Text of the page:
On Friday, President-elect Joe Biden announced his Jan. 20 Inauguration Day blueprint would be scaled down and use remote alternatives, which would be similar virtual techniques employed by the 2020 Democratic National Convention (DNC).

The president-elect offered detailed executive-level plans for Inauguration Day, noting that they would likely mirror that of the 2020 DNC, which was conducted almost entirely virtually, rather than having participants stay in one location.

As of Friday, Biden said that many details for the Jan. 20 event were still in the air.

Still, he maintained that his transition team members were in contact with those who had helped organize the DNC’s mostly virtual convention and that most of those rules and protocols would be followed.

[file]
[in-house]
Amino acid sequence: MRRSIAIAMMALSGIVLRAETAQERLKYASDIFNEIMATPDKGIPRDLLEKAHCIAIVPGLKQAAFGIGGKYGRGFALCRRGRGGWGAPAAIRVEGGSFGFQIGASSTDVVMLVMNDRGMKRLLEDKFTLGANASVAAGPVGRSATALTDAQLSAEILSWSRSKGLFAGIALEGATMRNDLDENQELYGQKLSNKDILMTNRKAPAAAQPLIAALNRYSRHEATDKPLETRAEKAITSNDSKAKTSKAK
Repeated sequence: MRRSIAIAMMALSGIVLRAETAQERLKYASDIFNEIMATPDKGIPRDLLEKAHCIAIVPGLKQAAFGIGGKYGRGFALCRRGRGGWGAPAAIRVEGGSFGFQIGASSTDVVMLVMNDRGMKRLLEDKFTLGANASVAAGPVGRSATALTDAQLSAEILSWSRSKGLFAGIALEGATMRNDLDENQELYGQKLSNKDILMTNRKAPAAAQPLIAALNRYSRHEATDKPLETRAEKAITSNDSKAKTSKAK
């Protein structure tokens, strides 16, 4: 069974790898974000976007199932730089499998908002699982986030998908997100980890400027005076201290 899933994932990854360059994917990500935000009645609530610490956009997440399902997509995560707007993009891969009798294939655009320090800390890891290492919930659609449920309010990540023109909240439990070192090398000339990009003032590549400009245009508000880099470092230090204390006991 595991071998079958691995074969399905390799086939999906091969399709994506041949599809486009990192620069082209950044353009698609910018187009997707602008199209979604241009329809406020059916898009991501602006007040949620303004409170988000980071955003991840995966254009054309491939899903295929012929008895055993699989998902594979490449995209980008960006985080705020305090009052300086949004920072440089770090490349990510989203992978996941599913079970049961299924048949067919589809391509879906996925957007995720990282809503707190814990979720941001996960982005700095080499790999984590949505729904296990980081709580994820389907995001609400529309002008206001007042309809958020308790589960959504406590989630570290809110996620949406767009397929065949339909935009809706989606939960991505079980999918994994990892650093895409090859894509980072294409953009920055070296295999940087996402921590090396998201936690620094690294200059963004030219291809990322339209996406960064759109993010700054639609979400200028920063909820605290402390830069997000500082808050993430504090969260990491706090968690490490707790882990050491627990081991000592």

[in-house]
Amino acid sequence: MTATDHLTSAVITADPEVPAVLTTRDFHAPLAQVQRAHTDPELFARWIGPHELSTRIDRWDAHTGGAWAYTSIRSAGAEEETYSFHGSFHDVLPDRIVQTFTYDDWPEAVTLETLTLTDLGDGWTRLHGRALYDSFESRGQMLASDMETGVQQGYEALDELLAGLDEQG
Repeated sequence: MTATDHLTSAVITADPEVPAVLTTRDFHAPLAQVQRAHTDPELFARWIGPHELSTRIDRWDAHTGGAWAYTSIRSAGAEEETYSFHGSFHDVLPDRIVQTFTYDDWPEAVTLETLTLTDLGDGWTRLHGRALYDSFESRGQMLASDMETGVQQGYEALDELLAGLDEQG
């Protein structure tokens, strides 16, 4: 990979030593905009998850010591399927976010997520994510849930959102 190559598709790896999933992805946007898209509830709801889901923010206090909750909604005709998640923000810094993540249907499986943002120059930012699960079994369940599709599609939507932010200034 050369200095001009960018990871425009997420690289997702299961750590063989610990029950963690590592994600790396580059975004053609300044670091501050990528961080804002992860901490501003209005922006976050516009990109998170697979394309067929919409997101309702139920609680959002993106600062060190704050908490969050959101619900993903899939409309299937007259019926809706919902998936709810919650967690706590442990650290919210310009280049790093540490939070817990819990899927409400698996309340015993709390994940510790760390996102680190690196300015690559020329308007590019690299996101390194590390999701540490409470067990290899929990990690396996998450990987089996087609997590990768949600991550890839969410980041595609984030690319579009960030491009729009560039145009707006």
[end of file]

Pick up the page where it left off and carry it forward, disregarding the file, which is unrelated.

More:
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Biden stated that his staff would continue consulting with public health experts as plans for Inauguration Day are finalized while acknowledging the pandemic’s impact would make it “highly unlikely” that large numbers of people would be able congregate.

“My guess is that there probably will not be a gigantic inaugural parade down Pennsylvania Avenue… But my guess is you’ll see a lot of virtual activity in states all across America, engaging even more people than before,” Biden said following an address about Friday’s monthly jobs report and the imminent need for Congress to pass another stimulus relief package.

Biden’s announcement on Friday about alternative Inauguration Day plans reiterated comments of newly appointed Chief of Staff Ron Klain, who had also said last month that the inauguration would “definitely have to be changed.”

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